Exposing Wildlife Smugglers

Williamsburg Man Takes Global View

 

by Rick Reiken, Staff Reporter

Daily Hampshire Gazette

1994

 

 

 

 

 

Williamsburg, Massachusetts¾After a six-month project that at times may have put his life in danger, a local man says he has hit mostly dead ends in his effort to expose an international wildlife smuggling ring.

 

While living in Tokyo last year, Keith Snow, 34, launched a career in investigative journalism and, in what he says began as “a far-out search for a lead,” documented at length the legal and illegal activities of a Japanese wildlife buyer.

 

But except for a meeting with a U.S. wildlife agent and an article published in a small, English-language Tokyo journal, he says his attempts to turn a spotlight on the target of his investigation have proved frustrating.

 

Yet Snow, a 1978 graduate of Hampshire Regional High School, who has been living with his parents on Hyde Hill Road since returning in February, still has not given up trying to involve enforcement agencies in the matter, and still is working to publish his findings for a wider audience.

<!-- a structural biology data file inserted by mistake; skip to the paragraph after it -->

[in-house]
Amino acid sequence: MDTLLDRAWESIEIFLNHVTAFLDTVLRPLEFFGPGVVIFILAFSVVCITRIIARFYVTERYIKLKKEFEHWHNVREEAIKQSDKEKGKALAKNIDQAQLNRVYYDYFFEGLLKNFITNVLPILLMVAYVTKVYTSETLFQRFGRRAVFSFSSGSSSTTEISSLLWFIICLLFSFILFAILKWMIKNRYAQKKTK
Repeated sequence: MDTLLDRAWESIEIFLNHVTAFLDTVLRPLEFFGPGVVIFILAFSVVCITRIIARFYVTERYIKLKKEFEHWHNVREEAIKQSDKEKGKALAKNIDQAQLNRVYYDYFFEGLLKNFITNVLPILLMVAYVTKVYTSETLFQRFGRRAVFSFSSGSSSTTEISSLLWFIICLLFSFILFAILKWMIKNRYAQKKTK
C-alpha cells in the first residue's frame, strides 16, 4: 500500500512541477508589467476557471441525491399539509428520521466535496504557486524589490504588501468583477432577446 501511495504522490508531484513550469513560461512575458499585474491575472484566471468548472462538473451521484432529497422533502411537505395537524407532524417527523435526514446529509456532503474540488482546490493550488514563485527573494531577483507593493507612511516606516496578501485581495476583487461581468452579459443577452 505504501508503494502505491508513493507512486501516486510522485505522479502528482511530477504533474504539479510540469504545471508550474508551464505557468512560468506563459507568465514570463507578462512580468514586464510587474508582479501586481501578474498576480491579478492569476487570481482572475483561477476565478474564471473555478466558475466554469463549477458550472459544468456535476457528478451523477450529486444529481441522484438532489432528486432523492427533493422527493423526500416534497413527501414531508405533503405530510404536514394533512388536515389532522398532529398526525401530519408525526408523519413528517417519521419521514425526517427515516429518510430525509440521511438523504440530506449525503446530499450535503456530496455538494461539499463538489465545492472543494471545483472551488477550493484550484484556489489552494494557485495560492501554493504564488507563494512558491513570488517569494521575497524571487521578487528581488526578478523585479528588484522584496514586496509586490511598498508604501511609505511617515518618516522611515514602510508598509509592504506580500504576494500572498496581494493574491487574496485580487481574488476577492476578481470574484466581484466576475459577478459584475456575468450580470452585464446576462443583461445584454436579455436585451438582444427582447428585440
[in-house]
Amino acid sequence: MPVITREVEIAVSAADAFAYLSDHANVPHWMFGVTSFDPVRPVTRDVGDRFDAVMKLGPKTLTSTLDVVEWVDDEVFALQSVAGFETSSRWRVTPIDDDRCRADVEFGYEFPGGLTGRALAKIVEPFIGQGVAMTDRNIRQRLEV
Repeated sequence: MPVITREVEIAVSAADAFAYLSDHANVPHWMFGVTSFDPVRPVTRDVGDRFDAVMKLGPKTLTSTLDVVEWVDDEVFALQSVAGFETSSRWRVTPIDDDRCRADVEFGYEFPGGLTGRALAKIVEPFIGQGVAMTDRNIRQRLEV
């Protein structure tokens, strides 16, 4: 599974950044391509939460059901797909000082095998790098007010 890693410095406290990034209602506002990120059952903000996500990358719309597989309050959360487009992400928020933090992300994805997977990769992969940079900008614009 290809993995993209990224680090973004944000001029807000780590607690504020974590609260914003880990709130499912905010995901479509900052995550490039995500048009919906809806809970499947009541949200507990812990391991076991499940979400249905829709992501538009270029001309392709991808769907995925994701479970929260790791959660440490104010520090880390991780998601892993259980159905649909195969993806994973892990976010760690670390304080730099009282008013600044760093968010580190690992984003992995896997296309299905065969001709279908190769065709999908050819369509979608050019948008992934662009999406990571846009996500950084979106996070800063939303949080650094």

Snow’s adventure began in 1989, when he left his job at General Electric in Syracuse, N.Y., where he had been designing micro-electronic circuits, and headed off to see the world. His travels ultimately lasted more than four years and took him to 21 countries.

 

While in Tokyo, in January 1993, he decided to follow up on a September 1991 article in National Geographic magazine documenting illegal wildlife trade in the United States. One photo pictured a U.S. Fish and Wildlife special agent pulling an illegal cargo of stuffed bald eagles from a hollow black bear. An endangered species protected by federal law, the eagles were to be exported and sold in foreign markets.